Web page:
It is true, as is highlighted, that the Fremm class frigates Virginio Fasan e Federico Martinengo they are in that area, but they were actually sent in parallel to the US assets. However, they are not part of "Prosperity Guardian" and officially they would be part of "Atalanta", which has another mission in a different area, and if assigned to "Atalanta" they should in theory operate under the operational control of the EU Commander (the force commander is currently a Portuguese rear admiral, while theoperational headquarters di Atalanta is governed, on behalf of the EU, by Spain). So, certainly our ships make a presence, but to provide concrete deterrence they should have rules of engagement adequate to the threat (which in this case would seem higher than that of pirates operating around the Horn of Africa).

Given that it does not appear likely, at least for the moment, that the national authorities will order a "reverse TOA1", or to fully summarize the command and control of the two ships (to assign national tasks or to assign them to "Prosperity Guardian") we can believe that in fact the two frigates continue to carry out the tasks assigned to Atalanta and not the countering of Houthi attacks.

The situation is not simple. The (theoretically ideal) option of intervening in the context of a solid NATO operation unfortunately does not appear possible. The politically attractive option of demonstrating that the EU is there and doing its part does not seem to materialize for the moment and in any case there could be some red lights within the EU too2 which, if they do not prevent the start of a naval operation, can, however, significantly compromise its effectiveness. In any case, the EU does not have well-established planning, command and control structures comparable to those of the Atlantic Alliance and, above all, the same operational mentality.

Joining the "Prosperity Guardian" would certainly expose us to being dragged by decisions taken overseas, but it would allow Italy to be immediately present with an active role in safeguarding our vital interest. Nothing would prevent us, when and if an EU operation was launched, from transferring our naval assets to the EU.

It is obvious that, whatever the command structure of our possible anti-Houthi intervention in the Red Sea, it must also be considered for our UNIFIL contingent on which Hezbollah's reaction could be unleashed. Furthermore, the exchange of artillery and rocket fire that has been going on undisturbed since October between Israel and Hezbollah, without UNIFIL doing or being able to do anything to counter it, should also make us think about the real usefulness of continuing this mission, which the Italia has participated since 1978 and has become one of the major contributors of forces since 2006.

I repeat, the situation is complex and there are no simple or risk-free solutions. Furthermore, if Italy really wants to have a role in the Mediterranean, in political, economic and even military terms, on a topic such as freedom of navigation in the Red Sea (which is an essential appendix of the Mediterranean) it cannot limit itself to waiting for decisions taken in Brussels (whether within the EU or NATO). Furthermore, Italy, as I wrote, is penalized by the impracticability of the Suez route much more than its European partners that have ports on the Atlantic or the North Sea.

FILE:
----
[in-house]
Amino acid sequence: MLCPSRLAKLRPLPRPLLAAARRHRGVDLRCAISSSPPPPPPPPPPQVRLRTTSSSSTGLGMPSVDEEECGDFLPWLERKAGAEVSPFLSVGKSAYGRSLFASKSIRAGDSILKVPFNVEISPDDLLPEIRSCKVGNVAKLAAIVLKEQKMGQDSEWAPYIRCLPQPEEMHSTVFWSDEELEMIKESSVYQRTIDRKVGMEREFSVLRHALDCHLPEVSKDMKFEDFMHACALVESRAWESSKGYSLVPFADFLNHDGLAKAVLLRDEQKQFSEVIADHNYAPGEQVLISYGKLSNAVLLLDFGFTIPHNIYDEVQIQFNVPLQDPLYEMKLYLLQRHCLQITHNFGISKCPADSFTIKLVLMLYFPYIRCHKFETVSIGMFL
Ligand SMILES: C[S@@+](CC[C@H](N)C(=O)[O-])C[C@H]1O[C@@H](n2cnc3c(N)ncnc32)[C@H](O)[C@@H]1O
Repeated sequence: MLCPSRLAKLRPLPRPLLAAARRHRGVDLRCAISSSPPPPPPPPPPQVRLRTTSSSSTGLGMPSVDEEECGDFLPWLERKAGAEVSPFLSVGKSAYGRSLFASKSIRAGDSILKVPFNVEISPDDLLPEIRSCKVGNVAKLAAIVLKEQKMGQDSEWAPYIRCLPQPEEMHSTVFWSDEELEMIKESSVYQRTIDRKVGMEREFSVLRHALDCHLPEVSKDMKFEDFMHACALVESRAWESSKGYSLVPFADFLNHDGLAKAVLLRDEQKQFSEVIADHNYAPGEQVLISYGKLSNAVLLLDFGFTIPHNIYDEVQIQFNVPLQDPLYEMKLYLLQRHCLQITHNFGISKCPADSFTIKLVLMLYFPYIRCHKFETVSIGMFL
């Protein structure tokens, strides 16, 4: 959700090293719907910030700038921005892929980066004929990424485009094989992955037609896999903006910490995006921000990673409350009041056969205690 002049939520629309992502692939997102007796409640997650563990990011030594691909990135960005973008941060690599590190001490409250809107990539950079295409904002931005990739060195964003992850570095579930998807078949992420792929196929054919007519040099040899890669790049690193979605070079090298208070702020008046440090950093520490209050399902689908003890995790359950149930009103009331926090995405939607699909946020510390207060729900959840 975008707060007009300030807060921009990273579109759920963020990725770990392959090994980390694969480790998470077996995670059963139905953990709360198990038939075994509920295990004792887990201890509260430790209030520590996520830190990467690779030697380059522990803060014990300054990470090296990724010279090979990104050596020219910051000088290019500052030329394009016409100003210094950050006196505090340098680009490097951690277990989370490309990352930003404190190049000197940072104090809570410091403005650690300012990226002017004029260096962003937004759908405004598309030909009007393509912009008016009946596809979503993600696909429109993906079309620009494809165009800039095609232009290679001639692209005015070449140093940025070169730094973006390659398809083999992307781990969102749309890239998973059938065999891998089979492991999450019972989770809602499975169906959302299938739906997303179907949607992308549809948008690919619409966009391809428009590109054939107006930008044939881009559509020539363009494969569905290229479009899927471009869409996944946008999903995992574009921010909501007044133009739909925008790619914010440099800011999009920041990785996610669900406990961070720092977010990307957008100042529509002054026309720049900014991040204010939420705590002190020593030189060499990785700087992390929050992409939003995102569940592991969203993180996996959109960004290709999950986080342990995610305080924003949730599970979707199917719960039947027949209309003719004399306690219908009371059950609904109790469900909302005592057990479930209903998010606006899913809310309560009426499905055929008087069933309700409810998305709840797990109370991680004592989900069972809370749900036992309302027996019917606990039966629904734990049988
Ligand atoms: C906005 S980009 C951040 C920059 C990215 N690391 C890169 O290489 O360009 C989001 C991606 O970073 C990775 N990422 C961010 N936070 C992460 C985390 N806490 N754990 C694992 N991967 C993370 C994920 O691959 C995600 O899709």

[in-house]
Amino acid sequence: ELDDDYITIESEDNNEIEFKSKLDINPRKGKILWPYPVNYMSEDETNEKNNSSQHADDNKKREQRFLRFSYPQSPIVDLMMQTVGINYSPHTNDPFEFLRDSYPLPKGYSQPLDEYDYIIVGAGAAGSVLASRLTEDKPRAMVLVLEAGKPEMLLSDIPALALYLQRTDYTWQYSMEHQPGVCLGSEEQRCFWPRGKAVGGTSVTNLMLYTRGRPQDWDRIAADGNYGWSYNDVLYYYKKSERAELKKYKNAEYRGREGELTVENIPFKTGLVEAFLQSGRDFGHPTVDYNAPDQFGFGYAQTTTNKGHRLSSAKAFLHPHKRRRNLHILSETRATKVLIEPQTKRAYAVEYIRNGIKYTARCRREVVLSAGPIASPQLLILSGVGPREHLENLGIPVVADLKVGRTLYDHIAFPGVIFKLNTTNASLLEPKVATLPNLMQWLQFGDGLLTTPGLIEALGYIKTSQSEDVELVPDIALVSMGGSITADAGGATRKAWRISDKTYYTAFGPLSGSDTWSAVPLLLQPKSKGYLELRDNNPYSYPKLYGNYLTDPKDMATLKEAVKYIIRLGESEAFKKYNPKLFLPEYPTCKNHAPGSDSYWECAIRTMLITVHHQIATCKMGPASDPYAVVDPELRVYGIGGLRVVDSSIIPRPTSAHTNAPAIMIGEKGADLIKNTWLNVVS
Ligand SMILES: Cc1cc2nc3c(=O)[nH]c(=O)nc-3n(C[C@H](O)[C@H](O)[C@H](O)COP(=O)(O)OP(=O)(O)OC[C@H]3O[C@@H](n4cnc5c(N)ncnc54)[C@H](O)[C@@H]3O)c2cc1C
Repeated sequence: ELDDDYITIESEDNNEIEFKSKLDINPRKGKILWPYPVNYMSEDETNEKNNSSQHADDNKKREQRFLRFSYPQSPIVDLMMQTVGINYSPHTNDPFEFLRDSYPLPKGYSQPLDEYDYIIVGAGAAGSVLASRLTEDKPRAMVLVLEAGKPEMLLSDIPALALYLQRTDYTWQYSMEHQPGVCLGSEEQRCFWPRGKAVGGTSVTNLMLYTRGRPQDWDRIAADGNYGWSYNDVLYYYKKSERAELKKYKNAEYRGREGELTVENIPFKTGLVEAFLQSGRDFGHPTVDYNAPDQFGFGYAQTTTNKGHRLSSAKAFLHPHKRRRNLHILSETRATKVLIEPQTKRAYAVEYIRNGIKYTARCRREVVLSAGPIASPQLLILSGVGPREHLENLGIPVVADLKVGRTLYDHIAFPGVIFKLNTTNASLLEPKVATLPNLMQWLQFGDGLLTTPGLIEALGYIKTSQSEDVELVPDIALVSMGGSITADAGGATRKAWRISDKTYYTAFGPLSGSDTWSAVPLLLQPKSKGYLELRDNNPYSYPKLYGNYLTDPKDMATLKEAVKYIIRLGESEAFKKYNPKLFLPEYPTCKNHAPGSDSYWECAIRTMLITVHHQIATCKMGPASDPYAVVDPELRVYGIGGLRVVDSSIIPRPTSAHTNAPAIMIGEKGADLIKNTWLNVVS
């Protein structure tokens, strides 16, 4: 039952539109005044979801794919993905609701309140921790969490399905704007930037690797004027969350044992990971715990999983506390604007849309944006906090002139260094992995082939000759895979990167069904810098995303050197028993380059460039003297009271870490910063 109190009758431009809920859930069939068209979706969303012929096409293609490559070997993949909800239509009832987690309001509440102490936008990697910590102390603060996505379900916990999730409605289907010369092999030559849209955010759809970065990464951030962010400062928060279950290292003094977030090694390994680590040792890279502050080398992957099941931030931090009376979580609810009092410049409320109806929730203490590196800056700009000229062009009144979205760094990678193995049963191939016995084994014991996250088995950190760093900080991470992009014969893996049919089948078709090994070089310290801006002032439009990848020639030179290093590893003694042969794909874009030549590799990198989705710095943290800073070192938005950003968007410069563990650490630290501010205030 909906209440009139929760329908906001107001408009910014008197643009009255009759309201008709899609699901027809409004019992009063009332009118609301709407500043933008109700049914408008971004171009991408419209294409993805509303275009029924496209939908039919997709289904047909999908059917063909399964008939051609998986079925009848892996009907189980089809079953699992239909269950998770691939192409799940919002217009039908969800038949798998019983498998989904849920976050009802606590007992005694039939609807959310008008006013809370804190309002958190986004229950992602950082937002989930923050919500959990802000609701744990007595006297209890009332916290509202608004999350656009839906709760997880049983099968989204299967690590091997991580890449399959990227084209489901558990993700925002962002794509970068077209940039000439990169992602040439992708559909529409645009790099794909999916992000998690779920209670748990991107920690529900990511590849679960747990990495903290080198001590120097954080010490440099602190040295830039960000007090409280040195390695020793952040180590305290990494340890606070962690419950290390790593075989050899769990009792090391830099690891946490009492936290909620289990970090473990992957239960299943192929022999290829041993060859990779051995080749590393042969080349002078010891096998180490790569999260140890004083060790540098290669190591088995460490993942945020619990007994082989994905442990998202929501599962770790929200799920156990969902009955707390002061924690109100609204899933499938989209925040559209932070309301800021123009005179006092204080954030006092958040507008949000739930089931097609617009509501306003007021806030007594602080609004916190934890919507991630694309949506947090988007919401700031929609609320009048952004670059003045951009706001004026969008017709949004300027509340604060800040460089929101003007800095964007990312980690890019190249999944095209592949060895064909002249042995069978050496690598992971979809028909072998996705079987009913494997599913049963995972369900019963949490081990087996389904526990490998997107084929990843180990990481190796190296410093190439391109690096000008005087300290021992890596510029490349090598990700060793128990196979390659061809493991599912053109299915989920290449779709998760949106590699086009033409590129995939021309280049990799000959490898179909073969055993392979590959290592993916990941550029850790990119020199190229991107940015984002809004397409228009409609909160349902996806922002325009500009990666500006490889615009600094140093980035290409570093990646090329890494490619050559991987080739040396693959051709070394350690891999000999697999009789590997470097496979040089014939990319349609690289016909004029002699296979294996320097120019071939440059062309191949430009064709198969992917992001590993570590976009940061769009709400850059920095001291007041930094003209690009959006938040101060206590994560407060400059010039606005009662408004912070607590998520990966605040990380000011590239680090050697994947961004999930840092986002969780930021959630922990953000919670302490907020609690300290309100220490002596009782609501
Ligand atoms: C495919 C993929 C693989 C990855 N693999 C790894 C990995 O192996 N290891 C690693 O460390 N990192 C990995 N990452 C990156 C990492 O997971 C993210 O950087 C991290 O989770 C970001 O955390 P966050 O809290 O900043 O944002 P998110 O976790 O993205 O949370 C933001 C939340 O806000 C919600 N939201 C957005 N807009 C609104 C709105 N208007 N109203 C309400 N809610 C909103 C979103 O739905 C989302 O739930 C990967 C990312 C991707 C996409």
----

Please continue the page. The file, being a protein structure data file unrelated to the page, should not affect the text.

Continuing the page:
Another consideration is mandatory regarding the security architecture on which we are based.

We see that NATO has vulnerabilities (due to its unanimity decision-making system) that can easily block its decisions indefinitely. NATO decision-making processes and the presence within the Alliance of Turkey, which has interests in the Wider Mediterranean that are often opposed to ours, may mean that Italy cannot always rely on this Alliance to safeguard its vital interests.

At the same time, for the moment it seems clear that the EU does not have either the military capacity or the political will to credibly replace NATO, at least on the Southern Front.

These considerations should lead us to consider the need to equip ourselves with a military capacity that can allow us to defend our vital interests even autonomously where the need to resort to military instruments for their protection is not shared in these two multinational forums..

This concept, moreover, already identified in unsuspecting times by the "Military Policy Guidelines" of the Ministry of Defense of 19803 (defense minister the socialist Lelio Lagorio) and which today, in a much more fluid situation and with much less cohesive alliances than they were 44 years ago, deserves to be revived.

In the absence of the possibility of operating in equal contexts (EU or NATO), we may find ourselves having to choose between standing by and following the powerful American ally to safeguard what are also our interests. In this case, however, in a position that cannot be defined as exactly equal.

In the specific case, given the relevance for our country of safeguarding freedom of navigation, perhaps it could have been worthwhile to intervene alongside the USA and UK, assuming the consequent responsibilities and risks.

Whatever decision you make, the tendency to balance can be dangerous. Believing yourself to be an expert tightrope walker when in reality you are not or are not in a position to be so could lead to ruinous (image) falls.

1 TOA: Transfer of Authority: formal act with which a nation normally grants command and control authority over its own assets to an allied command for limited times and for the fulfillment of specific, well-defined missions. With the "reverse TOA" full command of the unit is resumed by the nation.

2 Consider that France and Spain did not even sign the Joint Statement of January 3 condemning the Houthis for their "illegal attacks" in the Red Sea. Joint declaration signed by 13 countries (including only 5 EU countries: Italy, Germany, Belgium, the Netherlands and Denmark)

3 The directive considered that there could be "outside the NATO area of ​​competence"emergencies that affected individual countries of the Alliance for which, however, "the mechanisms of the military agreement (NATO) do not operate)”. She went on to say that “the Ministry of Defense intends to give its maximum contribution so that our country acquires and develops a catalysing role in regional interests to contribute with other Mediterranean countries... to the creation of a more stable balance in the area for the purpose of guaranteed common security"

Photo: US Navy